DCLF 2012 OB 238

On day five we returned to base camp, ate breakfast, debriefed our solo experience and backpacked out. This is the group at the end of the hike demonstrating the Tykusaurus roar:

DCLF 2012 OB 258

That night each group did a skit to share their interpretation of the experience. So skit planning took up the bulk of the time before and after dinner.

Day six was for raft building and wall climbing – the groups were much more successful at wall climbing than raft building. Here’s a photo of the entire class after conquering the wall:

243648_10100985703090003_262144800_o

All in all, I’m glad I did it. The biggest take away for me was to remember that your friends or coworkers may be struggling even when they make tasks look easy.  Many of us are good at putting up a strong, confident fa├žade but you never know what is really going on with someone else.

That is all.

Sunday, July 1, 2012

Gore Range Trail…interrupted

Last weekend Lisa and I took three different Summit Stage buses to get to the trailhead of the Gore Range Trail at Copper Mountain. Temperatures were around 100 degrees in Denver, which means it was relatively nicer in the mountains but still pretty warm if you’re hiking with a backpack on in the sun around 3:30 pm.

We got about 5 miles in when we hit Lost Lake and decided to camp for the night. There was not another person to be seen the entire evening or the next morning.  Only an hour from Denver and a 5-mile hike in and we were completely alone at a beautiful mountain lake!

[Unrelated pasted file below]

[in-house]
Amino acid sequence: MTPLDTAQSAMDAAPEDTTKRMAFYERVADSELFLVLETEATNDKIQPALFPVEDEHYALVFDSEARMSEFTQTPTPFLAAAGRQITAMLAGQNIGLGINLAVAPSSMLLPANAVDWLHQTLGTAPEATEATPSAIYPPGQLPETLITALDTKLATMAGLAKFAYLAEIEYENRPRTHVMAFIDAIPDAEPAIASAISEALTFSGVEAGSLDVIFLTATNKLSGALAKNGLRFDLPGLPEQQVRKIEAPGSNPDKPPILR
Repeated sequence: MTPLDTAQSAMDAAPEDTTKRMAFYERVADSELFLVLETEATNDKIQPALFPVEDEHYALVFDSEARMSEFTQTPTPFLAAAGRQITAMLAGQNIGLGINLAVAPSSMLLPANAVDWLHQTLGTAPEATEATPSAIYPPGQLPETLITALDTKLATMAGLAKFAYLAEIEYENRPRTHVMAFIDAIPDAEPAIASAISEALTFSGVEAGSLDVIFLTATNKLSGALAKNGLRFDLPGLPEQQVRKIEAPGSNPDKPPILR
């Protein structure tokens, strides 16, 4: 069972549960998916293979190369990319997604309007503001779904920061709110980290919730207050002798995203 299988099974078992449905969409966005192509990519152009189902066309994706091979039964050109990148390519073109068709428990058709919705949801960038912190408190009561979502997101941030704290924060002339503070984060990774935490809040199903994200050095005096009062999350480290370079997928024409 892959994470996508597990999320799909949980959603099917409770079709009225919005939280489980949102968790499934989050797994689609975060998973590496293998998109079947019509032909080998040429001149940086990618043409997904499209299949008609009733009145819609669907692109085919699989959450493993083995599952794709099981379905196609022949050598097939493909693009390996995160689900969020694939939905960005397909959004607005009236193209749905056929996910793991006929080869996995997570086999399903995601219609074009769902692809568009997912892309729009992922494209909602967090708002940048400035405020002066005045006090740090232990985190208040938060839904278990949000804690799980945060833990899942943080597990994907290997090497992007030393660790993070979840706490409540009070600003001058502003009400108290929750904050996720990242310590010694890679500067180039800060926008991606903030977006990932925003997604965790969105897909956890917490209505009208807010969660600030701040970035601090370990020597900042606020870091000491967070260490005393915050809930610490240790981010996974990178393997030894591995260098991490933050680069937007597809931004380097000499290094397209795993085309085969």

These are shots of the lake around sunrise:

gore range 001

gore range 013

We ate a leisurely breakfast, which included spending some time just drinking coffee and sitting in the dappled sunlight at the lake’s edge.  This is Lisa and her oatmeal:

gore range 019

The only problem that we’d had was my feet…I usually hike in trailrunning shoes but had instead opted for hiking boots for this trip.  Makes sense, I was hauling a pack and needed some support and stability.  The combo of my feet and those boots was unfortunate – my feet got huge blisters and I experienced pain in wearing them.  My solution? Hike in Chacos! Chacos are a kind of sandal but they are very supportive and comfortable. I’ve backpacked in them before and thought I’d have no significant problems.

So we set out for the day with the goal of hiking 5-8 miles over two passes.  Here are some of the sights on the way to the first pass and just on the other side:

gore range 022

gore range 024

gore range 025

gore range 029

After descending the pass for an hour or so, my feet began to get tender and uncomfortable.  This is what one of the blisters looked like:

gore range 031

After much deliberation and acceptance of guilty feelings on my part, we decided to abort the mission…but vacation was not over! We got a hotel room in Frisco and enjoyed an evening that included beer and burgers on the patio at the Backcountry Brewery.

photo

Sunday morning we made our way back down the hill and into Denver to endure the heat.